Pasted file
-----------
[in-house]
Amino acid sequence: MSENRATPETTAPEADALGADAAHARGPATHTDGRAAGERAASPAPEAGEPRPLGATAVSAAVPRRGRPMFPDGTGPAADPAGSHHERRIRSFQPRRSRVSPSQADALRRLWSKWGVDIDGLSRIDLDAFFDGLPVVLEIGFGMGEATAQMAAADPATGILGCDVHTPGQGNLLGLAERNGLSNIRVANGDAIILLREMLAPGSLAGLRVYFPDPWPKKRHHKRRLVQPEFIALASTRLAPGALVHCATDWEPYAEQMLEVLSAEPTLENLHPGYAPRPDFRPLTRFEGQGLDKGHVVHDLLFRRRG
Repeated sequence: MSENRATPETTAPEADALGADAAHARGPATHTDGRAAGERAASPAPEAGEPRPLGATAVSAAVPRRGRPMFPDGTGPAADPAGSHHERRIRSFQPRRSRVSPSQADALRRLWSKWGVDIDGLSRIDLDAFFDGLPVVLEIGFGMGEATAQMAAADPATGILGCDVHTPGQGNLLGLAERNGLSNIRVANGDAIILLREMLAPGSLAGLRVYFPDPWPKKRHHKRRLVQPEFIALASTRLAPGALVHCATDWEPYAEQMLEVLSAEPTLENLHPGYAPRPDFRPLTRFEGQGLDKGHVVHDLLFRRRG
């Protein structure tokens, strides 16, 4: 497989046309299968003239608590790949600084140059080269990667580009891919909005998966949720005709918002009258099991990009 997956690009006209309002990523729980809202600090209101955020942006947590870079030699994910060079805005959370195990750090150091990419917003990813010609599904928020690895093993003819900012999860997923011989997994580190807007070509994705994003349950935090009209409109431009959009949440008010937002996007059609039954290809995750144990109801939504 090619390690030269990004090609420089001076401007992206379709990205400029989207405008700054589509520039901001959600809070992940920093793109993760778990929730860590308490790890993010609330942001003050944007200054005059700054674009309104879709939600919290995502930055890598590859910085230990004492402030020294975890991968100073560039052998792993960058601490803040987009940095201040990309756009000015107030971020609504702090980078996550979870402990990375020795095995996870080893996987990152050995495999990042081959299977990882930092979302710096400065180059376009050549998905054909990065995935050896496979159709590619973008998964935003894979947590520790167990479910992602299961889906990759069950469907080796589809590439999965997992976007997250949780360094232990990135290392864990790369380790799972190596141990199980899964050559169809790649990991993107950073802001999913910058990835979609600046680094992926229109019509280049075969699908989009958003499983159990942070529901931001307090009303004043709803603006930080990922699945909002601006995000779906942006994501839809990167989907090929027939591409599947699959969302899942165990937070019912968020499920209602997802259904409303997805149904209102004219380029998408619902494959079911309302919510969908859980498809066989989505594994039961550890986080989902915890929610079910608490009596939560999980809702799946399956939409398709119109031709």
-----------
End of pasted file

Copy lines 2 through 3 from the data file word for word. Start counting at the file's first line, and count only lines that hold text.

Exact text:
Amino acid sequence: MSENRATPETTAPEADALGADAAHARGPATHTDGRAAGERAASPAPEAGEPRPLGATAVSAAVPRRGRPMFPDGTGPAADPAGSHHERRIRSFQPRRSRVSPSQADALRRLWSKWGVDIDGLSRIDLDAFFDGLPVVLEIGFGMGEATAQMAAADPATGILGCDVHTPGQGNLLGLAERNGLSNIRVANGDAIILLREMLAPGSLAGLRVYFPDPWPKKRHHKRRLVQPEFIALASTRLAPGALVHCATDWEPYAEQMLEVLSAEPTLENLHPGYAPRPDFRPLTRFEGQGLDKGHVVHDLLFRRRG
Repeated sequence: MSENRATPETTAPEADALGADAAHARGPATHTDGRAAGERAASPAPEAGEPRPLGATAVSAAVPRRGRPMFPDGTGPAADPAGSHHERRIRSFQPRRSRVSPSQADALRRLWSKWGVDIDGLSRIDLDAFFDGLPVVLEIGFGMGEATAQMAAADPATGILGCDVHTPGQGNLLGLAERNGLSNIRVANGDAIILLREMLAPGSLAGLRVYFPDPWPKKRHHKRRLVQPEFIALASTRLAPGALVHCATDWEPYAEQMLEVLSAEPTLENLHPGYAPRPDFRPLTRFEGQGLDKGHVVHDLLFRRRG